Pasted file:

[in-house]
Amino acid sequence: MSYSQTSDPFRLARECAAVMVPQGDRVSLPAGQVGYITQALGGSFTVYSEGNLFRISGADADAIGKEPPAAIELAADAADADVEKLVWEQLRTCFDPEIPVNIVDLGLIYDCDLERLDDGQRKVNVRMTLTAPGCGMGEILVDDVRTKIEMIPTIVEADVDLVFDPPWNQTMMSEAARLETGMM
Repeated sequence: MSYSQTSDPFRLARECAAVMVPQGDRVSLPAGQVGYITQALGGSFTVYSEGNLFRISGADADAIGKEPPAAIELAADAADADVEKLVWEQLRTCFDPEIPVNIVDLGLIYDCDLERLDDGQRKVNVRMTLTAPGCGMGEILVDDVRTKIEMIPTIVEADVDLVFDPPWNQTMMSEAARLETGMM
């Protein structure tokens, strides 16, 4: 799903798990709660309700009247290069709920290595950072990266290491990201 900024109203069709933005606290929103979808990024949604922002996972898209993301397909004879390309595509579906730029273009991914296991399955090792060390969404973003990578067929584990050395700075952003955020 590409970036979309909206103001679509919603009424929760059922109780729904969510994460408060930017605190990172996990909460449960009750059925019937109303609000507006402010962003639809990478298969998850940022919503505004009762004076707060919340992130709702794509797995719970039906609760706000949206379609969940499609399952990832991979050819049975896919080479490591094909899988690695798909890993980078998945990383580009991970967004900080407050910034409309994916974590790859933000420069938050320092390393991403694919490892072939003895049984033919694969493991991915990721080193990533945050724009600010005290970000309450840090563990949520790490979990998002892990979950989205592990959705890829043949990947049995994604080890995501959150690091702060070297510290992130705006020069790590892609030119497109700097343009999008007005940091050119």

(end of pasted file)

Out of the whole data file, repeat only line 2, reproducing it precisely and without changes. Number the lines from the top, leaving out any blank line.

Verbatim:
Amino acid sequence: MSYSQTSDPFRLARECAAVMVPQGDRVSLPAGQVGYITQALGGSFTVYSEGNLFRISGADADAIGKEPPAAIELAADAADADVEKLVWEQLRTCFDPEIPVNIVDLGLIYDCDLERLDDGQRKVNVRMTLTAPGCGMGEILVDDVRTKIEMIPTIVEADVDLVFDPPWNQTMMSEAARLETGMM